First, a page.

Multithreading Changes the Architecture of a Program

Multithreading changes the fundamental architecture of a program. Unlike a single-threaded program that executes in a strictly linear fashion, a multithreaded program executes portions of itself concurrently. Thus, all multithreaded programs include an element of parallelism. Consequently, a major issue in multithreaded programs is managing the interaction of the threads.

As explained earlier, all processes have at least one thread of execution, which is called the main thread. The main thread is created when your program begins. In a multithreaded program, the main thread creates one or more child threads. Thus, each multithreaded process starts with one thread of execution and then creates one or more additional threads. In a properly designed program, each thread represents a single logical unit of activity.

The principal advantage of multithreading is that it enables you to write very efficient programs because it lets you utilize the idle time that is present in most programs. Most I/O devices, whether they are network ports, disk drives, or the keyboard, are much slower than the CPU. Often, a program will spend a majority of its execution time waiting to send or receive data. With the careful use of multithreading, your program can execute another task during this idle time. For example, while one part of your program is sending a file over the Internet, another part can be reading keyboard input, and still another can be buffering the next block of data to send.

Why Doesn’t C++ Contain Built-In Support for Multithreading?

C++ does not contain any built-in support for multithreaded applications. Instead, it relies entirely upon the operating system to provide this feature. Given that both Java and C# provide built-in support for multithreading, it is natural to ask why this isn’t also the case for C++. The answers are efficiency, control, and the range of applications to which C++ is applied. Let’s examine each.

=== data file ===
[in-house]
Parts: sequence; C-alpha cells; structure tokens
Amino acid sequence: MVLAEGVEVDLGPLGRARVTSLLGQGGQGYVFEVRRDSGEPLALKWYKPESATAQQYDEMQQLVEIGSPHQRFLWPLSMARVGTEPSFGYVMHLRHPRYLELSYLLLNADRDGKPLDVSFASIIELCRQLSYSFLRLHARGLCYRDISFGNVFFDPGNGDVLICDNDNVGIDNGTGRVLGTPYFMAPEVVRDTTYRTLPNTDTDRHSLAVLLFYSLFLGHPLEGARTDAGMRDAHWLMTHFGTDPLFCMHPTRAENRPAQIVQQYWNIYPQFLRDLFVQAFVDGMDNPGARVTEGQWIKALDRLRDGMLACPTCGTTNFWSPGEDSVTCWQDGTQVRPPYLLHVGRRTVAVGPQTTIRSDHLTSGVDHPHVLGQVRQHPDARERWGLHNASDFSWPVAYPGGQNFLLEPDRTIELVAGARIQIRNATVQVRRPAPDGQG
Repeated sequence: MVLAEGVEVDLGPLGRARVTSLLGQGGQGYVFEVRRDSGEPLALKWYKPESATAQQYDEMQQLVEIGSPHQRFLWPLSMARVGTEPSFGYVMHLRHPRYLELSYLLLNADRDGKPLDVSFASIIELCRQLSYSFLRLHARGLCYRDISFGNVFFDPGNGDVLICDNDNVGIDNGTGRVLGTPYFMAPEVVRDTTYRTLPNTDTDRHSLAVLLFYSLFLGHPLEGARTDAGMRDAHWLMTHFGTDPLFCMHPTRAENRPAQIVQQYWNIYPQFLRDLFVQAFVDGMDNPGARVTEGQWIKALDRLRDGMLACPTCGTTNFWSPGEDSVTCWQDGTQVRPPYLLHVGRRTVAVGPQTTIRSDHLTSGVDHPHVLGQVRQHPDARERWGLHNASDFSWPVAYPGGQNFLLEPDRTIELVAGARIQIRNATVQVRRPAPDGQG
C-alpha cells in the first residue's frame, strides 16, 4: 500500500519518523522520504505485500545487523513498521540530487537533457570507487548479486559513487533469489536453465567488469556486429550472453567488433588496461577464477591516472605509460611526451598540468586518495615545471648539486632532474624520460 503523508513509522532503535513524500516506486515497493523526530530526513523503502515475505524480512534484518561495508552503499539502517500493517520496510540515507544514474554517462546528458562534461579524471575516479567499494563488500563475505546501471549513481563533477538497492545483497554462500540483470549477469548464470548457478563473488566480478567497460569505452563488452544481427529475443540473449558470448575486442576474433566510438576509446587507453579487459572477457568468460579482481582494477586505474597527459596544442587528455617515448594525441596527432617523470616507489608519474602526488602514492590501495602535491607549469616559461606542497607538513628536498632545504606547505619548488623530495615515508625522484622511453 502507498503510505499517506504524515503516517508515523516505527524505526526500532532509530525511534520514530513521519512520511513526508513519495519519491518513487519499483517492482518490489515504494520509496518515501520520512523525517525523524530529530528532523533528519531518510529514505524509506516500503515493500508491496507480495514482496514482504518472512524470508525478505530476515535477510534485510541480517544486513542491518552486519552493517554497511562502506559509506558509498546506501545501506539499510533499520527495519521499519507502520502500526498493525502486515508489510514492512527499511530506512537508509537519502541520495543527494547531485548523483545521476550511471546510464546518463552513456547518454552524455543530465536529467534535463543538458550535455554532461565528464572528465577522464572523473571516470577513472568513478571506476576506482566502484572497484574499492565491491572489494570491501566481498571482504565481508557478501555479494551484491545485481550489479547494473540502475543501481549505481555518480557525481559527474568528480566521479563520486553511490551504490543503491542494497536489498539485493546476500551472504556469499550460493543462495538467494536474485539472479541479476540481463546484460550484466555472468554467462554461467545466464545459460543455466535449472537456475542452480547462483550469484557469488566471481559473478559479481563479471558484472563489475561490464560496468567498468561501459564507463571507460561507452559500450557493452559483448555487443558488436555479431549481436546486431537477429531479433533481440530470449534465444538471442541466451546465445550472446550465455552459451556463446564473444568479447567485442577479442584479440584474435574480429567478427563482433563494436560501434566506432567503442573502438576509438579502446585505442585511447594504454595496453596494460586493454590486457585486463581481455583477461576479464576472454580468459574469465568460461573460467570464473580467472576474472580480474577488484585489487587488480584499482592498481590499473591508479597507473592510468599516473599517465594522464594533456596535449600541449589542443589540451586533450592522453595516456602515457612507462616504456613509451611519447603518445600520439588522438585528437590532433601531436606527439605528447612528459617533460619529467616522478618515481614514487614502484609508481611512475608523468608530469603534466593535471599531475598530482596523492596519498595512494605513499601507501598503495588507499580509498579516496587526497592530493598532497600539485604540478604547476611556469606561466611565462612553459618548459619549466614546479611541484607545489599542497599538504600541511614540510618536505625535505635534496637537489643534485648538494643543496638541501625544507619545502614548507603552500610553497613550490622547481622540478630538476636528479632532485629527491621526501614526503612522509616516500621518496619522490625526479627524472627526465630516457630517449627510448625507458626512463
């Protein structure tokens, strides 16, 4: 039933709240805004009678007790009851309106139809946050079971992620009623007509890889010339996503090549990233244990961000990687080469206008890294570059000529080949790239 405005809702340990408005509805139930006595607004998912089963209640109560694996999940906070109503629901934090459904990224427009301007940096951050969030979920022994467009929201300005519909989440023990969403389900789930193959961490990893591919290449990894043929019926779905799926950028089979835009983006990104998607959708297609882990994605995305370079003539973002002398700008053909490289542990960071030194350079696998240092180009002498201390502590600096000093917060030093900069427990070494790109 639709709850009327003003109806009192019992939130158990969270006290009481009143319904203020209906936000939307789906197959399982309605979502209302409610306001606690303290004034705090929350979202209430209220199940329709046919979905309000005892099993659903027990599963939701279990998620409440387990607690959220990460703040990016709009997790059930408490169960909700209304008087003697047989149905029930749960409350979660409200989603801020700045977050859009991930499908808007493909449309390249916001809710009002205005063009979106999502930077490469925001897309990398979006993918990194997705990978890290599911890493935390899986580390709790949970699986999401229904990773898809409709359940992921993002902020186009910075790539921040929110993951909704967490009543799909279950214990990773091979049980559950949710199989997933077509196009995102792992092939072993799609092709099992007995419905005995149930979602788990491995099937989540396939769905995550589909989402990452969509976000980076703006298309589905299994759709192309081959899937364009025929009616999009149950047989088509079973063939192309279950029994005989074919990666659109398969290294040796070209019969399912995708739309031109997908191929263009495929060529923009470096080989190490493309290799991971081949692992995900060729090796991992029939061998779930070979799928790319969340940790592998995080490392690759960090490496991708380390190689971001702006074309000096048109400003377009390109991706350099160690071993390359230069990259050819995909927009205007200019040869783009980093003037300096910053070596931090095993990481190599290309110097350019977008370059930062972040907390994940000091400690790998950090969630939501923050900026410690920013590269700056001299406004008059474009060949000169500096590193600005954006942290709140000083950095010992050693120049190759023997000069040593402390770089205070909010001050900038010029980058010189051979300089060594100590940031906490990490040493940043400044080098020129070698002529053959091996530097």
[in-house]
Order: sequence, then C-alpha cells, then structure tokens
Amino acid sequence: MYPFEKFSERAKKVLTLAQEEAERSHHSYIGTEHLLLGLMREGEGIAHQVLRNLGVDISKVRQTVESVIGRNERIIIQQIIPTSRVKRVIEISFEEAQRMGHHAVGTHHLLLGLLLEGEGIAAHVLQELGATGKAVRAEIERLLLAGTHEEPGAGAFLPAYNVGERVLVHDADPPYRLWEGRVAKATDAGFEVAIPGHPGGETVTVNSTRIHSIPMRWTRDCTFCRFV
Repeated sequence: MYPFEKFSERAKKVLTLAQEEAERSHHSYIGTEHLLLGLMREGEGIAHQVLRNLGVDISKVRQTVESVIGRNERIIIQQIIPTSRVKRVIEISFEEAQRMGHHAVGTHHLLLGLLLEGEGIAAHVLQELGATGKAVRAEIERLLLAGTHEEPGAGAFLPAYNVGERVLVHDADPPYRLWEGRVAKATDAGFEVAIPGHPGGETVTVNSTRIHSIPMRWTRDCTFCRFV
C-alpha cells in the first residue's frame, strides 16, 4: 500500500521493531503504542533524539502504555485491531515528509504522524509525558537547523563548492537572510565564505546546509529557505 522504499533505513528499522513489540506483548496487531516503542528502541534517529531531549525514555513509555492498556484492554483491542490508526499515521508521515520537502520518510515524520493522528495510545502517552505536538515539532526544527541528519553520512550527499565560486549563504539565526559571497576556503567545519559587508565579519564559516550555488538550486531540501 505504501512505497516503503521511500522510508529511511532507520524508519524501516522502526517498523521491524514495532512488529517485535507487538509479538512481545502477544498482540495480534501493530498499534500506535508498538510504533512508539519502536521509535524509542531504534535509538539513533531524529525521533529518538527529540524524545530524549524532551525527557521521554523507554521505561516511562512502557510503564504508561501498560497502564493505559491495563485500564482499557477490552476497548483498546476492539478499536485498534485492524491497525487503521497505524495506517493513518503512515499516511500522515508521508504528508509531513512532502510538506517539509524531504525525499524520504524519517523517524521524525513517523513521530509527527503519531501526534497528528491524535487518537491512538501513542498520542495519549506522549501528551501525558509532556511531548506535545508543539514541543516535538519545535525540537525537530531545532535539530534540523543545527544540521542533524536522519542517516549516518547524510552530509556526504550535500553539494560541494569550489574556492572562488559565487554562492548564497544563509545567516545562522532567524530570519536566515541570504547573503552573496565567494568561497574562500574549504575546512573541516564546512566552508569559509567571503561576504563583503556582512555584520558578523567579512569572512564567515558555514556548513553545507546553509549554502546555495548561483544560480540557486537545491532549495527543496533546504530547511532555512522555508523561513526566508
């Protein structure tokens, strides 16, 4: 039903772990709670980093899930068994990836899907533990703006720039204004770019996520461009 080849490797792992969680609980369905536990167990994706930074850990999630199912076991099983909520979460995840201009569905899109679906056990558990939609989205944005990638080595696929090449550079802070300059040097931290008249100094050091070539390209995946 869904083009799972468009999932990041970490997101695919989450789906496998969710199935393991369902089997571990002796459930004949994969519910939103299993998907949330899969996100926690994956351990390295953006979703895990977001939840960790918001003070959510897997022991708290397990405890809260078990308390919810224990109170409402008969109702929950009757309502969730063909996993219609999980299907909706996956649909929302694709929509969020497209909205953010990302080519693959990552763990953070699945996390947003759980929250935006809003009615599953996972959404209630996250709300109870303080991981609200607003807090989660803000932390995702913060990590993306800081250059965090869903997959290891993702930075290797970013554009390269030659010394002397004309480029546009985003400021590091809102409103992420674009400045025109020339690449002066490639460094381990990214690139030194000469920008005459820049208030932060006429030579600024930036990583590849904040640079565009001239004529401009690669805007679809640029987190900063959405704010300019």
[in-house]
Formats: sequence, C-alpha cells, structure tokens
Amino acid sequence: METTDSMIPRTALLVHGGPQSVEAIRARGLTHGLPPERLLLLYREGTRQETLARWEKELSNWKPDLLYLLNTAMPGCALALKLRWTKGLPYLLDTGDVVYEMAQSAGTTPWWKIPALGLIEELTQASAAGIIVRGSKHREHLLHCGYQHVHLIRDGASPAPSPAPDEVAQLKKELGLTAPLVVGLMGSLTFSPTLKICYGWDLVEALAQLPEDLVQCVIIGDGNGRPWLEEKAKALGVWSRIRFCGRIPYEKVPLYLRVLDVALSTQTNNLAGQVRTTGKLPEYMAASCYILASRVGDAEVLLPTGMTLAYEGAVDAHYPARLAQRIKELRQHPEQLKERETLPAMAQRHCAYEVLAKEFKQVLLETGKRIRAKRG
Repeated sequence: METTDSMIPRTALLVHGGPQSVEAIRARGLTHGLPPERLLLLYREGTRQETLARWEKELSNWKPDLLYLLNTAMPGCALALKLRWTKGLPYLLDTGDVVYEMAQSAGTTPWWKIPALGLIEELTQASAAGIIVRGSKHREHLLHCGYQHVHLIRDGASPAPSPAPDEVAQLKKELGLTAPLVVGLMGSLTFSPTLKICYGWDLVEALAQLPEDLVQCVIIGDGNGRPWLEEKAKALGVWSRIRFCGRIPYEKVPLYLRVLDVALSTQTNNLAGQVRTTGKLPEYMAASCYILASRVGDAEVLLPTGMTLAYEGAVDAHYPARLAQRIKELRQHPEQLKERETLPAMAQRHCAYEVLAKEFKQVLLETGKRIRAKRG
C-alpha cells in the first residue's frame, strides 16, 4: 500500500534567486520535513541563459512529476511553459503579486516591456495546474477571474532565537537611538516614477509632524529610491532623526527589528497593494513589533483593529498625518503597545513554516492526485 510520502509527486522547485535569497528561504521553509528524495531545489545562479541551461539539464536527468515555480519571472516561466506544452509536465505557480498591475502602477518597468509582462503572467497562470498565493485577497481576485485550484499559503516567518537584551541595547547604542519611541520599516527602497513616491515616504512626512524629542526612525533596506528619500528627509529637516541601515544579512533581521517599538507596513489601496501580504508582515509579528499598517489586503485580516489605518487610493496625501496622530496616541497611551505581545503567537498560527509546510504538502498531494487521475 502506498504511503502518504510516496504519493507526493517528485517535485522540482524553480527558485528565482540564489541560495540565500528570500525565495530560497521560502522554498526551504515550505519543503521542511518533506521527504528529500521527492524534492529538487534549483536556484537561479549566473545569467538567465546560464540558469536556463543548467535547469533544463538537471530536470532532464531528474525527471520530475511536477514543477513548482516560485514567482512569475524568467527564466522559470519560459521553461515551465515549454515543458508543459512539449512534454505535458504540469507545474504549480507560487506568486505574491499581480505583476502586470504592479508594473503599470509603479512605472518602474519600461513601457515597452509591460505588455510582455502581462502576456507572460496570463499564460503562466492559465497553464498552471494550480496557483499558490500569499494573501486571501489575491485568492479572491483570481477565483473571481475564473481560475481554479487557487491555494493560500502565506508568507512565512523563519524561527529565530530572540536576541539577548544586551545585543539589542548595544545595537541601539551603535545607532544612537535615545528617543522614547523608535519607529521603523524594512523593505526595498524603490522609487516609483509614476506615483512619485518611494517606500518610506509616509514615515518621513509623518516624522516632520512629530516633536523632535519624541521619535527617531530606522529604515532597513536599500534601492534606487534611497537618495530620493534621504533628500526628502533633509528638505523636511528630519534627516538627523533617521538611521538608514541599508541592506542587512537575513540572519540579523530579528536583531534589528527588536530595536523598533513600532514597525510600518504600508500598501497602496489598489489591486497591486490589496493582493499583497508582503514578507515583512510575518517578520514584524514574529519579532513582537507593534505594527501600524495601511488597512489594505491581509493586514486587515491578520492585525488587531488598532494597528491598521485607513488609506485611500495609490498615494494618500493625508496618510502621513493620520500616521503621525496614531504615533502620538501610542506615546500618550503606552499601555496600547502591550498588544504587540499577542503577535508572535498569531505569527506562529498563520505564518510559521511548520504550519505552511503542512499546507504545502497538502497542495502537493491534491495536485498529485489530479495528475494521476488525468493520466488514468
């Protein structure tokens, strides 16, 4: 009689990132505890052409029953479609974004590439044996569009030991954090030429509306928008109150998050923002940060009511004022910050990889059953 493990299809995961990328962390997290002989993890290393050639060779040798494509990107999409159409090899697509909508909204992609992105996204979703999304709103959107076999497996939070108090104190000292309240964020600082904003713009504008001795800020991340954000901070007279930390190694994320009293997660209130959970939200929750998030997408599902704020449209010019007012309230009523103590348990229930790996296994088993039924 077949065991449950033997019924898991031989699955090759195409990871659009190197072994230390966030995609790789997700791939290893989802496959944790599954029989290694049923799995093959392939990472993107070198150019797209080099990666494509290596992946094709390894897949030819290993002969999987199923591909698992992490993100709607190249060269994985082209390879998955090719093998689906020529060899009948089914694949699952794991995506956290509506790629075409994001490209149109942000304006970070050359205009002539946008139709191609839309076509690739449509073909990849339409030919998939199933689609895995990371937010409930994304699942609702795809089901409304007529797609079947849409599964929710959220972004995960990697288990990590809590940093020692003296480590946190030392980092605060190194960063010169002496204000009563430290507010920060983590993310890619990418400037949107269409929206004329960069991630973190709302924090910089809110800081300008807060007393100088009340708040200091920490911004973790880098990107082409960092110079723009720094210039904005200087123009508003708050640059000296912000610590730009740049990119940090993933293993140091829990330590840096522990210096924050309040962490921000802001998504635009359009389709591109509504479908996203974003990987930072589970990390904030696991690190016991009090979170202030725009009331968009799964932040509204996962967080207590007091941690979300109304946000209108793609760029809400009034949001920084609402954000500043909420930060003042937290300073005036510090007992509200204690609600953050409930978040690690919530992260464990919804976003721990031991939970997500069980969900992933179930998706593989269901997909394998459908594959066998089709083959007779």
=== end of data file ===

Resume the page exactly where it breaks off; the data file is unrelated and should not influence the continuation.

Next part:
By not building in support for multithreading, C++ does not attempt to define a “one size fits all” solution. Instead, C++ allows you to directly utilize the multithreading features provided by the operating system. This approach means that your programs can be multithreaded in the most efficient means supported by the execution environment. Because many multitasking environments offer rich support for multithreading, being able to access that support is crucial to the creation of high-performance, multithreaded programs.

Using operating system functions to support multithreading gives you access to the full range of control offered by the execution environment. Consider Windows. It defines a rich set of thread-related functions that enable finely grained control over the creation and management of a thread. For example, Windows has several ways to control access to a shared resource, including semaphores, mutexes, event objects, waitable timers, and critical sections. This level of flexibility cannot be easily designed into a language because the capabilities of operating systems differ. Thus, language-level support for multithreading usually means offering only a “lowest common denominator” of features. With C++, you gain access to all the features that the operating system provides. This is a major advantage when writing high-performance code.

C++ was designed for all types of programming, from embedded systems in which there is no operating system in the execution environment to highly distributed, GUI-based end-user applications and everything in between. Therefore, C++ cannot place significant constraints on its execution environment. Building in support for multithreading would have inherently limited C++ to only those environments that supported it and thus prevented C++ from being used to create software for nonthreaded environments.

In the final analysis, not building in support of multithreading is a major advantage for C++ because it enables programs to be written in the most efficient way possible for the target execution environment. Remember, C++ is all about power. In the case of multithreading, it is definitely a situation in which “less is more.”

What Operating System and Compiler?

Because C++ relies on the operating system to provide support for multithreaded programming, it is necessary to choose an operating system as the target for the multithreaded applications in this chapter. Because Windows is the most widely used operating system in the world, it is the operating system used in this chapter. However, much of the information can be generalized to any OS that supports multithreading.

Because Visual C++ is arguably the most widely used compiler for producing Windows programs, it is the compiler required by the examples in this chapter. The importance of this is made apparent in the following section. However, if you are using another compiler, the code can be easily adapted to accommodate it.

NOTE


The examples in this chapter assume a basic, working knowledge of Windows programming.